Ciao! As my first blog post I thought I’d start with what most people do when they arrive in a new place – they try to orient themselves. So, on the 19th of August, once everyone had settled in and those who hadn’t participated in the two- week intensive Italian class had finally arrived, we set out for a walking and bus tour of Rome, with Professor Jeffrey Blanchard, Mark Morris and Mark’s wonderful daughter Madelyn (the official class mascot) in tow. It involved a lot of walking (the hot August sun notwithstanding) and a few hours of respite in the air conditioned comfort of a bus where Jeffrey used a microphone to describe the sights of Rome and their historical value as well as interesting anecdotal associations. In the Jewish Ghetto we went into palazzos that seemed unremarkable from the outside only to discover that there were beautiful courtyards on the inside. From there we walked to the Campidoglio, the Colosseum and the Caelian hill, and climbed aboard our bus to the Appian Way and the Catacombs of San Callisto.
The walk in the beautiful gardens above the Catacombs led us to a memorial dedicated to the people murdered in a mass execution carried out by German troops during the Second World War. The Fosse Ardeatine, as it is called, is a moving monument that was built by a group of famous architects of the day. There are over 300 tombs aligned under a heavy roof that lets in a mere shaft of light at the base while the visitor walks into it through caves formed from the explosion that was set off to cover up the tragedy. After this moving monument, we walked out to a picnic lunch along the Appian Way and from there to what we found out was the the cathedral of the Bishop of Rome (the pope) – San Giovanni in Laterano.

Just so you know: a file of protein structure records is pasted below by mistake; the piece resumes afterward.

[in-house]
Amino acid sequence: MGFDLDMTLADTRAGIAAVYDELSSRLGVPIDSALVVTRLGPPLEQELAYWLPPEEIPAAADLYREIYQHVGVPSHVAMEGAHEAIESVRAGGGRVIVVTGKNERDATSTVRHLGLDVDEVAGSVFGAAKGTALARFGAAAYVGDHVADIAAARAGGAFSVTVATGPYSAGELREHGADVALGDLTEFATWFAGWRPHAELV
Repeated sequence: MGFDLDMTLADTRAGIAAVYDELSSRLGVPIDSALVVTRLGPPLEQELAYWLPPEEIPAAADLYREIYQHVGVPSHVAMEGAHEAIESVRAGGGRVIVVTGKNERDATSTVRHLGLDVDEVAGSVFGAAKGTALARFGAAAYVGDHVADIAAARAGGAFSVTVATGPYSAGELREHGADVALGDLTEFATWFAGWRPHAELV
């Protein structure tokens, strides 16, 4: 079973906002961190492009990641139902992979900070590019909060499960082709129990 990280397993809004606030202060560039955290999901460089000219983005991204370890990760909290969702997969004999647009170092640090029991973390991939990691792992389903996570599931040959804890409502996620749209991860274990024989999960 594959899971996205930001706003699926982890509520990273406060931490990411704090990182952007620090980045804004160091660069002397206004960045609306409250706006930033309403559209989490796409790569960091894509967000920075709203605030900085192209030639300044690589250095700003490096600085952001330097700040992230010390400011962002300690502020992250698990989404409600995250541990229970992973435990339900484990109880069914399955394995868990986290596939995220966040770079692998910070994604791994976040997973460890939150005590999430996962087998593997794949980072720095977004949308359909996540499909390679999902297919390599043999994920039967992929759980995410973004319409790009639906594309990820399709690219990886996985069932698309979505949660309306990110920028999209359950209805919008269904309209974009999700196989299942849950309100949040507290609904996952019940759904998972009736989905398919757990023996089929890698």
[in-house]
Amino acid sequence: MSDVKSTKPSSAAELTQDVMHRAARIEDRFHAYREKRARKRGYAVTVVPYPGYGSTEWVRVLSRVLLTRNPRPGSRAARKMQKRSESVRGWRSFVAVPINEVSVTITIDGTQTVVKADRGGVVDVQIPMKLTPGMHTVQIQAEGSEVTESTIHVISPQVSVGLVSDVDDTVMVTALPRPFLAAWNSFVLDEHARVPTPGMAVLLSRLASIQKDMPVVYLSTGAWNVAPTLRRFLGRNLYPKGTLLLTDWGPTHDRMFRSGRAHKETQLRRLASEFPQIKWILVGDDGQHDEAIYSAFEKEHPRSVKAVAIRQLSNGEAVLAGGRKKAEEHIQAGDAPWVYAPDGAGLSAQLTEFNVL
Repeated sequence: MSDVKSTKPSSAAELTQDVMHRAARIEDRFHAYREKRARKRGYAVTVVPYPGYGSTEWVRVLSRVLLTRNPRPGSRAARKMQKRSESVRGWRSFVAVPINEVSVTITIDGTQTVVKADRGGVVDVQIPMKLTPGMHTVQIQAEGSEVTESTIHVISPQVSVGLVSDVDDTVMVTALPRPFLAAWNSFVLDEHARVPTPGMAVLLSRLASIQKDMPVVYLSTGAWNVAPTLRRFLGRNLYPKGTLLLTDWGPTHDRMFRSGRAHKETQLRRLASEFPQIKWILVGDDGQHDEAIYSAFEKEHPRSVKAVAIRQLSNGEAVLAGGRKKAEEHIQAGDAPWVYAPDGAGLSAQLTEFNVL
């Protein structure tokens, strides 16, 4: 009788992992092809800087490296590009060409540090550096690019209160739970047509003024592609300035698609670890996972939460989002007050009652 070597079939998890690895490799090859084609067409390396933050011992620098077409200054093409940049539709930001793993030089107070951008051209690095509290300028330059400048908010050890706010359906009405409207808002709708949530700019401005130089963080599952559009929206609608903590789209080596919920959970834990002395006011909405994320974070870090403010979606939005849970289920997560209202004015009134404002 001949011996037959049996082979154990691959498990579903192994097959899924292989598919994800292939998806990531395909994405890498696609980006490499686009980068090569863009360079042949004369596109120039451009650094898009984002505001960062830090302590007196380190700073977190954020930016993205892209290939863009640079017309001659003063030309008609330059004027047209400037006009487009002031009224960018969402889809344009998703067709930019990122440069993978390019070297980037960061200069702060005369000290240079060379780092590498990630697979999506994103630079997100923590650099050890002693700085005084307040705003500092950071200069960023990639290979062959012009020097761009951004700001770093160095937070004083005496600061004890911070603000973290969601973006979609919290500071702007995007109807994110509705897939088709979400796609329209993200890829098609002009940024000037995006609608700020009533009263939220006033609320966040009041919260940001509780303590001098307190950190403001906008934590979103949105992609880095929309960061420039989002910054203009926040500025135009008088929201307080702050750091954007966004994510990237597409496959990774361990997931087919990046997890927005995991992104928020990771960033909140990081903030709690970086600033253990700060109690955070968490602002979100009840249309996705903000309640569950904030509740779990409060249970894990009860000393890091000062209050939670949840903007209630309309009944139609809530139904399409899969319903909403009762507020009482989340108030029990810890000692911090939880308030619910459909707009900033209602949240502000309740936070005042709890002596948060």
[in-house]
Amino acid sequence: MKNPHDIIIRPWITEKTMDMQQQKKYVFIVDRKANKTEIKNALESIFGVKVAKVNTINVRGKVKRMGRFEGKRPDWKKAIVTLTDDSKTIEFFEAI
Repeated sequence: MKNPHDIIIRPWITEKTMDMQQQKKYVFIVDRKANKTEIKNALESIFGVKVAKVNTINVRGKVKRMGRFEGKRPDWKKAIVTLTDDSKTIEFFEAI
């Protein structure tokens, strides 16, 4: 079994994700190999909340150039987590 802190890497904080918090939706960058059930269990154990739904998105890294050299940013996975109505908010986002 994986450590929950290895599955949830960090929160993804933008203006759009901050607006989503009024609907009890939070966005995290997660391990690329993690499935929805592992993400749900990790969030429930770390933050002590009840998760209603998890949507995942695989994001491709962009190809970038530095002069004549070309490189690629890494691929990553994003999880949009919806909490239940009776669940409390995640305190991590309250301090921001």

Aren’t you surprised it isn’t St. Peter’s in the Vatican? So were we…Apparently the Vatican is the papal residence and not the official ecclesiastical seat of the Bishop. Adorned with a series of statues along its nave with renovations made by Borromini during the 17th century, the church was truly an amazing experience. We finished out the day by driving to Piazza del Popolo and lastly, a walk along the Pincio Hill, ending at the top of Spanish Steps for an arresting view of Rome. This is the city we have been in for more than three weeks now and yet as every day goes by we realize we have merely scraped the surface. There is still more “orienting” to be done and I have a feeling that is what the entire semester will be about. Hopefully by the end of it that literally wider perspective of Rome at the top of the Spanish Steps will have been transformed into a metaphorical one.